When you publish OA you retain the copyright of the publications and the research data but allow users to read, download, copy, distribute, print, search in or link to the full text version free of charge.
There is significant evidence to suggest that publishing your work Open Access leads to wider readership, increased downloads and ultimately more citations.
It is widely recognized that making research results more accessible to all societal actors contributes to better and more efficient science, and to innovation in the public and private sectors.
Several research funders require the work to be Open Access in order to provide funding. Non-compliance with funding conditions could potentially affect future grants.
- The Research Council: Open Science
- Calls for proposals in 2020 will stipulate that articles based on projects funded by the Research Council are to be made immediately accessible.
- The Policy on Open Access to Research Data aims to ensure that research data are accessible to relevant users, on equal terms, and at the lowest possible cost. Projects that receive funding from the Research Council are to assess the need to draw up a data management plan.
- European Research Council
- Open access to published output of research and the basic principle of open access to research data is a fundamental part of the ERC mission.
- European Commission
- The Commission supports open access in its framework programmes. All projects receiving Horizon 2020 funding are required to make sure that any peer-reviewed journal article they publish is openly accessible, free of charge.
- For details of how open access applies to beneficiaries in projects funded under Horizon 2020, please see the Guidelines on Open Access to Scientific Publications and Research Data and/or the Guidelines on data management.
- Plan S
- “With effect from 2021*, all scholarly publications on the results from research funded by public or private grants provided by national, regional and international research councils and funding bodies, must be published in Open Access Journals, on Open Access Platforms, or made immediately available through Open Access Repositories without embargo.”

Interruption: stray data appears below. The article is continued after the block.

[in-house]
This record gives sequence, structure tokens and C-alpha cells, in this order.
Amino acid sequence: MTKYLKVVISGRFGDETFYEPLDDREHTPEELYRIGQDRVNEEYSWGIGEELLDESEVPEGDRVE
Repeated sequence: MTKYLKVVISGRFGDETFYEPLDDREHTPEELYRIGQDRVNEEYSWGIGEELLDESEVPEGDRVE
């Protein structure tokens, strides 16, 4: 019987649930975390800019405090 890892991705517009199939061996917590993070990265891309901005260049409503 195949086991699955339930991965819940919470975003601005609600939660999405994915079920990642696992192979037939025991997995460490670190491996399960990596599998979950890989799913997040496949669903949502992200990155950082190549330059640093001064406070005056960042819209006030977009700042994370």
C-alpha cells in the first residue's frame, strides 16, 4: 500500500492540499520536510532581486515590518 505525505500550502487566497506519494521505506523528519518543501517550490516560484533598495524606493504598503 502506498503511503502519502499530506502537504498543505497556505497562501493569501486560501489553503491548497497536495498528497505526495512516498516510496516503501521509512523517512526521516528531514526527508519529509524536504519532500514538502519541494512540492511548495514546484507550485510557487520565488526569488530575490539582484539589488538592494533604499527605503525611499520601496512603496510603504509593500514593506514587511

- Stiftelsen DAM
- Vitenskapelige artikler fra forskning finansiert av Stiftelsen Dams skal gjøres åpent tilgjengelige.
- The project’s research results are to be made available through open access within six (6) months of publication.
- Research-generated data shall be considered available to the general public after the Project has been concluded, unless special circumstances indicate otherwise, or terms of contract or public regulations prevent it.
- The SHERPA Juliet service also provides a searchable database of funders' policies and their requirements on open access, publication and data archiving.
Check that the journal you intend to publish in is compliant with your funder's OA Policy
- Publisher policies may be available via the SHERPA Romeo Service or you can contact the publisher directly.
- When submitting an article for publication an author may encounter a variety of agreements or licences. These licences define the rights that the author retains in their article and any subsequent use of that article.
- Whether retaining copyright or not, it is important to read publishing agreements carefully to check that they allow the final author manuscript (accepted version) to be self-archived in the Institutional Repository. Please keep a copy of all agreements signed with publishers/conference organisers as it may be useful to consult these for items you submit.
a. Standard copyright transfer licence
Terms will vary but this will generally assign copyright to the publisher. The majority of publisher agreements will now permit authors to deposit a version of their papers in repositories, although they may include an embargo period.